Why Bother With Predestination?

Sarah Frewen-Lord

4 October 2013

Last Sunday, we were taken to one of the pinnacles of theological thought as we considered the doctrine of predestination. Throughout history theologians have apprehended this biblical concept in divergent ways, fostering two main streams of thought known today as Calvinism and Arminianism. To gain a better understanding of these ideas, we need to look back to a theological dispute that emerged in the 5th Century and crystallised in the 1600s.

The Early Church: A Synergist View of Predestination

The doctrine of predestination took shape in the early years of church history. It was understood as God’s electing of some sinners for salvation before the foundation of the earth (Ephesians 1:4).

Yet, amongst a culture that featured notions of fatalism and absolute determinism, it was important for the early church fathers to emphasise the role of human free will in choosing salvation. Collating passages that spoke of God’s sovereignty in effecting salvation and man’s responsibility to choose God, they were led to conclude that salvation was the result of a cooperative effort between God and man. This is otherwise known as a synergist view: In predestination, God both foreknew those who would choose Him, and willed them to be saved. Clement of Alexandria sums it up, saying, ‘God conspires with willing people.’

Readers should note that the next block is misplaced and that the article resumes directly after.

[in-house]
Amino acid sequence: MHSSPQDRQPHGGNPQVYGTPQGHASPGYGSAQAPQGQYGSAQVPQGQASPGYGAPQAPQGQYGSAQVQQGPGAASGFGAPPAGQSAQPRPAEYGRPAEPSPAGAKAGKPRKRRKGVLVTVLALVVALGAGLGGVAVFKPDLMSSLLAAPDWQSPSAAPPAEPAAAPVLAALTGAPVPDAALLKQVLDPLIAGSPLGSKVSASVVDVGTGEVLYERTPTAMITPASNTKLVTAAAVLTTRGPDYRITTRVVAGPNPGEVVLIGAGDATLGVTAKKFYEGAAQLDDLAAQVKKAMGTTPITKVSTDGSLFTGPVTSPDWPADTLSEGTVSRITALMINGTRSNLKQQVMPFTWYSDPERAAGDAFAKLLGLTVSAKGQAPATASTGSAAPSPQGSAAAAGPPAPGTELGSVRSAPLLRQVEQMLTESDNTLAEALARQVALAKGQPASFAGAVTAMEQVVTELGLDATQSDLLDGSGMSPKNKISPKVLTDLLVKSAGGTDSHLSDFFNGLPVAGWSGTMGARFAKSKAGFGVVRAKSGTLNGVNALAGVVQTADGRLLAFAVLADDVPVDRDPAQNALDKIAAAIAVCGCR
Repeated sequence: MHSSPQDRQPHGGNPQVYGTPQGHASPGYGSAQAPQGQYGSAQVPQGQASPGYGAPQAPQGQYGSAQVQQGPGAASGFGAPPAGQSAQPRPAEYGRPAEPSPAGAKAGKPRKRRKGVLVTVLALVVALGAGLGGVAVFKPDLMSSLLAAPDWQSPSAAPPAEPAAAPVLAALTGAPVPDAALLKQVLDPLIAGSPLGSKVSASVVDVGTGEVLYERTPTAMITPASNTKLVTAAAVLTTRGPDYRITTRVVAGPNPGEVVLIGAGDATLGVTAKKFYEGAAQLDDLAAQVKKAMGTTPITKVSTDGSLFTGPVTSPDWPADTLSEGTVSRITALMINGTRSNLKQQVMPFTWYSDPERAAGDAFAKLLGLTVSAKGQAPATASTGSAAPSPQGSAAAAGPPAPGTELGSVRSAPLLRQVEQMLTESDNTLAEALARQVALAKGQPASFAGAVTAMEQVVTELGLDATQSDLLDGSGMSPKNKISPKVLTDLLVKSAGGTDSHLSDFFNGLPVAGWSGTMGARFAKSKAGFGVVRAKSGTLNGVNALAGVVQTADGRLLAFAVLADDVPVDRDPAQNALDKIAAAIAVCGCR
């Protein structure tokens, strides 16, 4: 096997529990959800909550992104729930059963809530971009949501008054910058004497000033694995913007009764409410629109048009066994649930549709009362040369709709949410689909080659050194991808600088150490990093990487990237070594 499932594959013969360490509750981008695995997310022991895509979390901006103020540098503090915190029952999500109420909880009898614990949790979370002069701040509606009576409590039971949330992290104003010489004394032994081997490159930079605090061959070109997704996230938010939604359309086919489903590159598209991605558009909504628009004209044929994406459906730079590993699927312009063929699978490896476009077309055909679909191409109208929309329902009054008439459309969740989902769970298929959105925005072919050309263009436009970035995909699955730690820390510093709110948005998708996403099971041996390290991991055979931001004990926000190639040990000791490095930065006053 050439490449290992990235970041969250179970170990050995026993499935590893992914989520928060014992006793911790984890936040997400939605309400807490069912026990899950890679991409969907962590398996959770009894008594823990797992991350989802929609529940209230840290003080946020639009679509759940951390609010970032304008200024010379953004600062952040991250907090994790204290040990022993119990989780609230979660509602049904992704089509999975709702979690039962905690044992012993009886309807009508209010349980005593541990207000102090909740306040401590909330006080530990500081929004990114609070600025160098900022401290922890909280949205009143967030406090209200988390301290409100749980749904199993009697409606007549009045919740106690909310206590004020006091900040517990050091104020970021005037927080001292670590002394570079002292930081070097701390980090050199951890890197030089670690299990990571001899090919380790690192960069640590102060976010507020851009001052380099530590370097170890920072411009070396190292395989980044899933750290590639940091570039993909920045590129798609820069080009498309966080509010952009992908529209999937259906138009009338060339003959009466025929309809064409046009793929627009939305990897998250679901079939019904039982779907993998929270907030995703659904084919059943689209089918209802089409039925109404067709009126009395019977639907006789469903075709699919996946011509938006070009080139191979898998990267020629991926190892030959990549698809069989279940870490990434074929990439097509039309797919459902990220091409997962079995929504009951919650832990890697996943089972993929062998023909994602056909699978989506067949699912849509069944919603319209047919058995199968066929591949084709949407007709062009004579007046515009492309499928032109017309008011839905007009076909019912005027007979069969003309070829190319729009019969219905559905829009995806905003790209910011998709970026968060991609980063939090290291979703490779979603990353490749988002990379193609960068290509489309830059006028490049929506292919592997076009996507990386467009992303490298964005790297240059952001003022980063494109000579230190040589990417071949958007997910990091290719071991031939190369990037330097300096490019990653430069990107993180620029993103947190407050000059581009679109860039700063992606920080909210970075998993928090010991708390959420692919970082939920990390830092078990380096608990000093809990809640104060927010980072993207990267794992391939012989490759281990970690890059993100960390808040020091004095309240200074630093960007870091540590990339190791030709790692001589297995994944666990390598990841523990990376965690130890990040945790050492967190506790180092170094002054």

Pelagius and Augustine

In the 5th Century, a monk by the name of Pelagius (390-418) departed from synergism by affirming that man is born sinless and has the ability to choose and attain salvation without God’s help. Pelagius thus reduced the idea of predestination to foreknowledge, and evacuated God’s active will from the act of salvation.

Theologian Augustine of Hippo (354-430) soon challenged Pelagius’ view. He understood Adam’s sin as having corrupted human nature: Man was born a sinner, incapable of choosing God, therefore needing God’s saving grace to bring him out of total depravity. Augustine believed that God did not will all people to be saved; rather, in His sovereign will, He chose the elect and them only for salvation. Consequently, salvation was from beginning (predestination) to end (glorification) a work of God alone. This view is known as monergism.